Out and About Again

Posted by Jonathan Reed, AcreageLife Editor on Aug 21, 2021 6:00:00 AM
Jonathan Reed, AcreageLife Editor

Now that we can (mostly) travel, try exploring small towns


With pandemic problems somewhat behind us, people can again travel for vacation. Cities have fared especially well during the summer, with tourists dropping dollars at theaters, restaurants, concerts, and sporting events.

Vistas like this are waiting for us

Still, that’s a lot of people in a city, so we’re going the other way: now is the best time to visit small towns, beaches, lakes, mountains, and forests.


National Park bucket list?

Our national parks have found themselves overwhelmed by persons wanting to commune with nature this summer. To keep the National Park experience manageable, daily quotas have been instituted in some places.


Your trip to a national park might not be what you thought.


“Consistent with CDC recommendations, people who are not fully vaccinated must continue to wear mask indoors and in crowded outdoor spaces. Masks are required for everyone on all forms of public transportation,” the National Park Service writes.


More troublesome is this warning: “Before visiting, please check the park website to determine its operating status” along with the note: “Please recreate responsibly.” (The equivalent of “be prepared to bring a face mask” and “Sorry for any inconvenience.”)

A reminder from the NPS to recreate responsibly

  • Yosemite National Park, California: Expect traffic congestion in Yosemite, especially on weekends.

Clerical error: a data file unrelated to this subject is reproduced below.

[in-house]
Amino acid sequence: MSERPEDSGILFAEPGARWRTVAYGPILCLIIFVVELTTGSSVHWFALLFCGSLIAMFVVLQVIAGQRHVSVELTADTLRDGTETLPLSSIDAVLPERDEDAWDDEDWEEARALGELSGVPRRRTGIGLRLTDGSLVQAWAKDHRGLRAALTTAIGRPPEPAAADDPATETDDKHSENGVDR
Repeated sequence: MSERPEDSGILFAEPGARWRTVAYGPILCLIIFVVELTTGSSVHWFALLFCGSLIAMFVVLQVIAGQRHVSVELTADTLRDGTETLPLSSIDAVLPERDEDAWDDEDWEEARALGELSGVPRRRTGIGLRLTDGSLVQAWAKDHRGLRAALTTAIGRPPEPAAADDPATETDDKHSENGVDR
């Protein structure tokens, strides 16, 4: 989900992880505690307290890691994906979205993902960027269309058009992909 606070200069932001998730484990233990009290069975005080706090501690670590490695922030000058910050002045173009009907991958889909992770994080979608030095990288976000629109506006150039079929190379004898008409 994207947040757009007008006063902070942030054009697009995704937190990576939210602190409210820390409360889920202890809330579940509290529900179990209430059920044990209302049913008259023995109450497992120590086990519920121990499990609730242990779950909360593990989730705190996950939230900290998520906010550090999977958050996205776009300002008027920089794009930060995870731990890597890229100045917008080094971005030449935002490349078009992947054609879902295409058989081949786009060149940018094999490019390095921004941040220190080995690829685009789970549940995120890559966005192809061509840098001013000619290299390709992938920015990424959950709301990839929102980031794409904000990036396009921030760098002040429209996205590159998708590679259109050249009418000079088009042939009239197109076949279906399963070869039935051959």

• Arches National Park in Utah: Temporary Entrance Delays Possible. Parking lots at trailheads often fill before 7:30 am, causing the park to temporarily restrict access until congestion lessens. Periods of restricted access can last 3-5 hours
  • Acadia National Park, Maine: Cadillac Summit Road Vehicle Reservations Required May 26-Oct. 19
  • Statue of Liberty National Monument, New York: Limited reopening of Statue of Liberty National Monument. Statue of Liberty Museum and theater are open with limited capacity. Ellis Island Museum is open, but theaters remain closed. Limited snack, beverage, and gift shop services are available. The statue's pedestal is open, the crown remains closed




Still have your heart set on visiting national parks? Download the NPS app to your smartphone for the latest park information.


Find outdoor adventures

Okay, so cities are out, but nature still calls. We understand—you haven’t been anywhere in well over a year. So why not take something familiar and use it in a whole new way? That UTV you use all around the farm…


UTV adventures get you into nature and often far away from crowds. Often connected with RV campgrounds, tiny houses, or hotels, your side-by-side UTV or ride-on ATV can be used the way you always hoped: running wide open with a big grin on your face!


Many campgrounds even offer ATV or UTV rentals, which is a cost-effective way to enjoy off-roading with having to trailer yours from home.


UTV and ATV manufacturers often have relationships with premier off-road adventure companies. Polaris, for instance, has a list of Polaris Adventures on their website to explore. : adventures.polaris.com


Take your best equine friend